Ask the question “Do you have a mobile site?” to a lot of overworked professionals and they’ll groan, roll their eyes, or do something else to indicate this is just not something at the top of their priority list right now, and they’d rather not think about it.
Yet, with so many people on the move, using a wide range of internet-capable phones, the timing is right to take a look at going mobile. Since I wrote Branding Yourself in Small Spaces and hypothetically redesigned an existing corporate mobile site, I have been chomping at the bit to get my hands on a real one. I have the perfect mentor, but haven’t yet had the opportunity to take on this new challenge. This week I discovered some free web tools that gave me the chance to play with mobile design, albeit in an indirect and less-than-perfect way from an information architecture and design perspective.
However, even with the design limitations, I think anyone who wants to network and get the word out about their business should take a look at these tools. I have designed two sites for my company, Fresh ID and am trying to decide which one I will officially use with my new “freshid.mobi” domain name.
SWIFT GETS YOUR MOBILE SITE ONLINE QUICKLY
Swift is a beautiful tool that allows you to literally create a mobile web site in minutes. It offers the ability to make the mobile site your own by choosing colors and inserting graphics, which is the reason I started with it as my first foray into mobile design. It allowed me to add a page for this blog’s rss feed, which is nice because this is updated much more often than the Fresh ID site is. In fact, Swift focuses on bloggers who might just want a way to make their blog mobile. It is free if you want to show ads, or $10 per month to be ad-free.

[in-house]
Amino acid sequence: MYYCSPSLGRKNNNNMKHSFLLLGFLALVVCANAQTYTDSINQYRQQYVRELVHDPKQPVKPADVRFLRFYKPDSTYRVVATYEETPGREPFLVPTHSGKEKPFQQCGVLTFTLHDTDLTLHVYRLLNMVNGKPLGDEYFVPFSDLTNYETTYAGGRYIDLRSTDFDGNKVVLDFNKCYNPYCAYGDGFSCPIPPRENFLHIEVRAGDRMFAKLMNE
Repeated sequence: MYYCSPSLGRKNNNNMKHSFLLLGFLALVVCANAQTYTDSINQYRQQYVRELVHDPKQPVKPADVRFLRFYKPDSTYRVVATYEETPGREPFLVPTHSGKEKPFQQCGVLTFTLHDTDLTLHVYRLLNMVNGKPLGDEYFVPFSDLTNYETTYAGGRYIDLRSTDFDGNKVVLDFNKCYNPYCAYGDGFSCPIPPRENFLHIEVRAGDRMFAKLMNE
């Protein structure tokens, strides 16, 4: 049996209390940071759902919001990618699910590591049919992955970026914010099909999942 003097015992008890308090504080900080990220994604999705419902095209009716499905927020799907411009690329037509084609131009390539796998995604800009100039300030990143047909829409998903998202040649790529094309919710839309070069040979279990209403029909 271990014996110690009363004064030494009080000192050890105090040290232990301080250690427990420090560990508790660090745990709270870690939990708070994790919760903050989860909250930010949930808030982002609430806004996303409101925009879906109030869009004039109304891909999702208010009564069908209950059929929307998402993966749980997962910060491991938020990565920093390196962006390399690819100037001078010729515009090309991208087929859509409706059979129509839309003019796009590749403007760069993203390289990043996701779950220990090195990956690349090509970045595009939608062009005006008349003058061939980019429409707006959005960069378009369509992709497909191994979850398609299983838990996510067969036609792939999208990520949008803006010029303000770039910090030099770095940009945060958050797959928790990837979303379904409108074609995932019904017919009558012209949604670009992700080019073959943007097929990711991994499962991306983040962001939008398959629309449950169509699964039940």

I went through a lot of trial and error with the design, which was exhausting, but I sincerely believe we should try to brand ourselves consistently regardless of the environment, so I wanted to put in the effort. I am not totally satisfied with the results… if I were designing this with developers, or wanted to spend the time learning all the applicable behind-the-scenes css and coding tricks to do what I want, I would approach the design differently – especially of the home screen. What I created at Swift is a nice first pass and usable, but not delightful, which is the emotion I ultimately want to evoke.